VCs Back DVS Sciences With $14.6M

A group of investors including 5AM Ventures, Pfizer Venture Investments, Mohr Davidow, the Roche Venture Fund and the Ontario Institute for Cancer Research have put $14.6 million into DVS Sciences Inc. With offices in Ontario and Sunnyvale, Calif., DVS Sciences is a manufacturer of highly multi-parameter single-cell analyzers and reagents for biological research and clinical applications. The company will use the Series A financing to expand its commercial manufacturing efforts.

VirtuOz Nabs $7M

VirtuOz Inc. has raised $7 million in financing from existing backers Mohr Davidow, Inventures Group and Galileo Partners. The money is aimed at fueling growth for VirtuOz, which develops “intelligent virtual agents” for use in online customer service. The Redwood City, Calif.-based company closed an $11.4 million Series B round in 2009.

Paul Cleveland Joins Mohr Davidow

Early stage venture firm Mohr Davidow has added Paul Cleveland as a general partner and as chief operating officer. Cleveland joins from Affymax, a pharmaceutical company, where he was chief financial officer and executive vice president of corporate development. In his new role, Cleveland will be responsible for all finance, operations and administrative functions at Mohr Davidow, the firm said in a statement.

Fliqz Investors Take a Bath

Fliqz’s investors took a loss when the California-based plug-and-play video solution provider was sold in a private foreclosure to video streaming company VBrick earlier this month, multiple sources confirmed to peHUB.com. Two sources confirmed the company was sold for less than its three rounds of funding. One of the sources acknowledged the sale process, run […]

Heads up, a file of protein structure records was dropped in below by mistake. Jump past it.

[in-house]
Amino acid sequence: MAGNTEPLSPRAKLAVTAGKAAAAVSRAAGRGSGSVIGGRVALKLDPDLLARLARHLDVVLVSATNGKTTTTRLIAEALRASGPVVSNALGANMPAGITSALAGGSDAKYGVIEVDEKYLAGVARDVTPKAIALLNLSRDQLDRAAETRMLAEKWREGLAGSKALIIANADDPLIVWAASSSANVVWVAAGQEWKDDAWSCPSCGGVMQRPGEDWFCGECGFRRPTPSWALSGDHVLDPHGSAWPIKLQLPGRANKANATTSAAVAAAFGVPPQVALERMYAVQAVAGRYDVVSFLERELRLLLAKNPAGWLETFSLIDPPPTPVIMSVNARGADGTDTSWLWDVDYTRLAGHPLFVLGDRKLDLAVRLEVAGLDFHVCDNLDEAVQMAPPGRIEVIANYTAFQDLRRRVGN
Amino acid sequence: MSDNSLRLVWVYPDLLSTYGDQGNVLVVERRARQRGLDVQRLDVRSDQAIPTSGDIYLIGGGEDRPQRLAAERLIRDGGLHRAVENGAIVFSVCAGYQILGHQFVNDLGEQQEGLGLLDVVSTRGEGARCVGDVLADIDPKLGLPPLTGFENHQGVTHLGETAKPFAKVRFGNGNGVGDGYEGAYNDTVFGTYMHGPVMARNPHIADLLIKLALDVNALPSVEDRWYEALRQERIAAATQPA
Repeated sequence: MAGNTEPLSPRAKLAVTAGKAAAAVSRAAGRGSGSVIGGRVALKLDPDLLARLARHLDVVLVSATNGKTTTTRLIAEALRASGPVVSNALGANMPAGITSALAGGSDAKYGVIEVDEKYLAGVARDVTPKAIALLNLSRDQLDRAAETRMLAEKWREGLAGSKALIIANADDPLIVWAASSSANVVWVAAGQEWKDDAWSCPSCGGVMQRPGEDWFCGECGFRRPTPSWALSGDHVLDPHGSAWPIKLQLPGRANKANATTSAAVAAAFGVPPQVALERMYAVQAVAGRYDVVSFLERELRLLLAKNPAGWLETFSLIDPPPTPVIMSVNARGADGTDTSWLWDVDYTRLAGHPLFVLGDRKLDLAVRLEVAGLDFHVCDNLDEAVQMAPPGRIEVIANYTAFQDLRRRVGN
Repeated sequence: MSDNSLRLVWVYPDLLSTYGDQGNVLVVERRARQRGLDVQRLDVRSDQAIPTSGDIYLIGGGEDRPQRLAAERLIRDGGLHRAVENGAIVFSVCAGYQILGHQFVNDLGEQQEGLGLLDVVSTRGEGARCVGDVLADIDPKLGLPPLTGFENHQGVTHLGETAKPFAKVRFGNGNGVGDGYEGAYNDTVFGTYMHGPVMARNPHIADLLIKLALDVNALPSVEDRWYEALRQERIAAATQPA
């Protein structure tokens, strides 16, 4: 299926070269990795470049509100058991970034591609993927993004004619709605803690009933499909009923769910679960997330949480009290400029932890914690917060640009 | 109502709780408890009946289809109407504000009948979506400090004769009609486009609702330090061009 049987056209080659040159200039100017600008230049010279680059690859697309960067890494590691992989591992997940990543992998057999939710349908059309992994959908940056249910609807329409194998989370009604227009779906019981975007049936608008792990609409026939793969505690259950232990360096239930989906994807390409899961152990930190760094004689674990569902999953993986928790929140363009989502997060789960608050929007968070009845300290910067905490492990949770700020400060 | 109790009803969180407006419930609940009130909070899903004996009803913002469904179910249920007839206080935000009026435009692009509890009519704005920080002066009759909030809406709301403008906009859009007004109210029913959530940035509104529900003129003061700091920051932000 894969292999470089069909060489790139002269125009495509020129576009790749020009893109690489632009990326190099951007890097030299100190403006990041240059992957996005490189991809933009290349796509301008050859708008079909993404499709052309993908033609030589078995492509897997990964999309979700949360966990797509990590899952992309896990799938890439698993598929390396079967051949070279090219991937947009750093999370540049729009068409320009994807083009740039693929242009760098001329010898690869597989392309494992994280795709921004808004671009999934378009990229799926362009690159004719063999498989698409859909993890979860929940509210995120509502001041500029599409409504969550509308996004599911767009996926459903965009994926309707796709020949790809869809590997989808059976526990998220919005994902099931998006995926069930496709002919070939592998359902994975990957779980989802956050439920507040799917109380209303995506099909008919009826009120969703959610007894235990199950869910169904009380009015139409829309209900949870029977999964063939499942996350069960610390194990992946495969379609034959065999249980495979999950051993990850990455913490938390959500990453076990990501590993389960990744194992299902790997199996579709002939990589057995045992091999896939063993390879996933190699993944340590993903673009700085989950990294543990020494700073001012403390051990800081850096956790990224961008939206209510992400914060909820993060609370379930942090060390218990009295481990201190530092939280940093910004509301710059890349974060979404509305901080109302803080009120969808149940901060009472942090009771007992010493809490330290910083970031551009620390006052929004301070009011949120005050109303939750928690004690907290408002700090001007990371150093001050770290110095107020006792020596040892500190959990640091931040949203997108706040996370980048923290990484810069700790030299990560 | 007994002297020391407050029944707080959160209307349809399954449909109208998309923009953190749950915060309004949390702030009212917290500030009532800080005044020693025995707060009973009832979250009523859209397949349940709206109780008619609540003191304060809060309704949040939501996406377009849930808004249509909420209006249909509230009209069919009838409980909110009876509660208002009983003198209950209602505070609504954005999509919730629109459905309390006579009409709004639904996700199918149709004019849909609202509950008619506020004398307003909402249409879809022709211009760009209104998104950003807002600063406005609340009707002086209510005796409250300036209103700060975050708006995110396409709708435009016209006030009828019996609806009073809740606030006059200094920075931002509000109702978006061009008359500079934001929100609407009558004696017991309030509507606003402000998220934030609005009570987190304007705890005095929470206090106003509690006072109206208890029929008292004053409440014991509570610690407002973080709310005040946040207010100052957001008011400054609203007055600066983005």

Mark Tsimelzon Joins Mohr Davidow Ventures

Mark Tsimelzon has joined Mohr Davidow Ventures as an entrepreneur-in-residence, according to his LinkedIn profile. He previously served as director of engineering for Hadoop and cloud computing at Yahoo, and before that was founder or Coral8 (acquired by Sybase). www.mdv.com

Venture Capitalist Named Navigenics CEO

Vance Vanier has joined personalized genomics company Navigenics as president and CEO. He previously was a partner with Navigenics investor Mohr Davidow Ventures. Navigenics has raised over $25 million in VC funding, from MDV, Kleiner Perkins and Sequoia Capital.

VCs Compete Hard For Early-Stage Science Projects

Mohr Davidow this month named four researchers — two from Stanford and two from UC Berkeley — as recipients of a new Innovators Award that the venture firm designed last year. Each researcher will get $50,000, which Mohr Davidow’s partners are taking out of their own fees, to work for a year on a high-risk project. Researchers are picked by senior faculty at their schools and can’t be tenured.